Thread: Ready Steady Eddy
Thanks for the explanations eddy. Machine is looking great!
Without a doubt the Z axis is the hardest part, progress so far.
I used a bandsaw to cut the profiles and then a static belt sander to clean up the profiles, internals cleaned using files. The motor mount consists of two 6mm plates which are glued and screwed together, the motor adjustment slot and slotted holes were cut using a drill, files, flapdisc.
The backplate where the ball screw is attached was 'milled' using my overhead pneumatic pin router and hand guiding the aluminium plate against a straight edge that was gradually moved across half a cutter width at a time.
The cutter was a standard cheap 2 flute 6mm dia. TCT router bit running at 9000 rpm and it worked great, only clogging if my depth of cut exceeded 0.5mm, I had a good jet of air blowing on it and just cutting dry.
Last edited by EddyCurrent; 28-02-2014 at 08:33 PM.Spelling mistakes are not intentional, I only seem to see them some time after I've posted
The Following User Says Thank You to EddyCurrent For This Useful Post:
Looking good :)
Looking good, like the look of lots of shiny aluminium. My build has stalled...Neil...
28-02-2014 #195Spelling mistakes are not intentional, I only seem to see them some time after I've posted
I did a daft thing yesterday and tried to knee jerk my out of it but I knew it was no good and laid awake from 6am this morning thinking what to do, anyway it's back on track now.
I thought it would be a good idea to mill two grooves for the Z axis rails to sit in, maybe 0.5mm deep so using my wood router I set about it with a 6mm cutter. After installing the rails and sliding the assembly into the bearing blocks it was tight, noisy, juddering. So further investigation revealed the two grooves were not flat and the rails were leaning outward a bit, now this is where the knee jerk bit started, I put epoxy putty on the back of two of the bearing blocks and bolted it back up, it was better but not perfect. Anyway after thinking about it this morning I decided to route the grooves again but this time using one large cutter and it worked great, it took two goes to skim it but the results are so good there is virtually no resistance when sliding the front plate along. It meant though that I needed 1mm shims under the bearing blocks due to the extra depth I had to take out of the rail grooves but that worked out fine. There is a slight gap each side of the rails due to the grooves being slightly wider however I will run a bit of epoxy into those gaps and that should keep the rails nicely in place.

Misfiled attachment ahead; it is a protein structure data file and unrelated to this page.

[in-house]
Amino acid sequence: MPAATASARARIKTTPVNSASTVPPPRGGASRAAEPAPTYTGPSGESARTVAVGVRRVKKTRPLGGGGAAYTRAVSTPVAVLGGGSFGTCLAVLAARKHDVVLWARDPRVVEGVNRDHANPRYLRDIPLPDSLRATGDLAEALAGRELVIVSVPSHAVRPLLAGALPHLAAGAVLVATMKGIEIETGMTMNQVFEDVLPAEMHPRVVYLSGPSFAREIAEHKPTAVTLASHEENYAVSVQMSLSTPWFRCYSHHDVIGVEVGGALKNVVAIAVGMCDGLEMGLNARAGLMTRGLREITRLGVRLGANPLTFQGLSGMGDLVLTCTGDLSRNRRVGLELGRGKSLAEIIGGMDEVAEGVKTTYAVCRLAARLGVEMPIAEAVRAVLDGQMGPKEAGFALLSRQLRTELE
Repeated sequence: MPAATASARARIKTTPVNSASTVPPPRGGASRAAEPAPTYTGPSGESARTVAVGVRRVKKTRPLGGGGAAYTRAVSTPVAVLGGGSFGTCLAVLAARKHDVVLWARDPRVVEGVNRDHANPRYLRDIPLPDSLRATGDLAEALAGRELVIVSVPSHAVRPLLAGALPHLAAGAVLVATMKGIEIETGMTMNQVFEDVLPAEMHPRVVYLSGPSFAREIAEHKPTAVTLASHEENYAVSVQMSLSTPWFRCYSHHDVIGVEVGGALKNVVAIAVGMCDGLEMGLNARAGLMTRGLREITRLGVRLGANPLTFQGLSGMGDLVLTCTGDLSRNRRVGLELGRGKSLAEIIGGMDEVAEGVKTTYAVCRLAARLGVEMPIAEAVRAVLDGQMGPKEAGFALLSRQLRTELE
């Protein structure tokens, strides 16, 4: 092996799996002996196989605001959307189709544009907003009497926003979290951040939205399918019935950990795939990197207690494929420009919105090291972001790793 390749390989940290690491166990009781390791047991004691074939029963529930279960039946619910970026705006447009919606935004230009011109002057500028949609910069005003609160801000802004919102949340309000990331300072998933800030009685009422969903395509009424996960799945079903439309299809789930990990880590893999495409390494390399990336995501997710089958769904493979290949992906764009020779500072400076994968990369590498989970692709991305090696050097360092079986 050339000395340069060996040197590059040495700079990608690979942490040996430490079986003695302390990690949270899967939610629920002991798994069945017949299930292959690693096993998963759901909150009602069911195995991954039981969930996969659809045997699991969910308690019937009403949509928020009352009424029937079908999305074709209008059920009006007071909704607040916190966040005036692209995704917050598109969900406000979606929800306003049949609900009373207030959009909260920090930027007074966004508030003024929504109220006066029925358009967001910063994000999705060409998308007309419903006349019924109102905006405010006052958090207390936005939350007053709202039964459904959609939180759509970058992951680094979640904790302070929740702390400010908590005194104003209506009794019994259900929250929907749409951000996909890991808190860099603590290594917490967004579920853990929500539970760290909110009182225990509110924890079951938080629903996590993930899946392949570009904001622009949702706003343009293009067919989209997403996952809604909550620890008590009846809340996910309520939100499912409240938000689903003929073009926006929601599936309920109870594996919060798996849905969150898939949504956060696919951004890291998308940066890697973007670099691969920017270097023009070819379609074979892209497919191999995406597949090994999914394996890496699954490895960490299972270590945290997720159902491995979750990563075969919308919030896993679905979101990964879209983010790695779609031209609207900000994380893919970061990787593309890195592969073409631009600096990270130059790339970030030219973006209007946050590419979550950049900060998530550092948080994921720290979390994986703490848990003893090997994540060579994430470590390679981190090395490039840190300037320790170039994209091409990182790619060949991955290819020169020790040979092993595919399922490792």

I'll have to divert onto another bit now as I'm waiting for the Z axis ball nut to arrive from China.
Extra hole in rail = broken tap in orignal.
clamps are to stop front plate dropping out of the bearings and loosing my balls.
Last edited by EddyCurrent; 01-03-2014 at 09:13 PM.Spelling mistakes are not intentional, I only seem to see them some time after I've posted
Looking good there , nice to see it all coming together.
Last edited by njhussey; 03-03-2014 at 08:55 AM.Neil...
Compound brackets for ball screw FK12 / FF12 type bearings, this is how I made them.
Clamp all parts of bracket together, position bearing block on brackets and clamp, drill 4 mounting holes in brackets using bearing block as a guide, disassemble bracket pieces and drill largest feasible hole in each piece, in my case about 19mm using a cone cutter (it's hard work and hardly cuts), bolt bearing block to a bracket piece with some spacers between, mount in lathe chuck, use boring bar to open hole out to final size, repeat for other bracket pieces.
Ball screw mounted to gantry, it was on and off so many times it could have put itself together in the end, this was due to adding shims here and there to get it working smoothly. I was forced to sup a can of Guinness to use the cut up tin for shims.
Spelling mistakes are not intentional, I only seem to see them some time after I've posted
I bought some sausage for breakfast but we have a mincer so why didn't I make some better ones, I got some logs delivered for my stove but I have a saw and an axe so why didn't I got into the wood and chop some better ones, I bought some cheap jogging trousers to wear in the shed but we have a sewing machine so why didn't I make some better ones, I bought some aluminium but I have a gas burner so why didn't I melt some empty Guinness cans to make a better billet ?
When I used to do peoples annual appraisals at work there was a criteria called 'Seeing Patterns', so do yourself a self assessment on this and there's your answer.
Last edited by EddyCurrent; 05-03-2014 at 07:31 AM.Spelling mistakes are not intentional, I only seem to see them some time after I've posted
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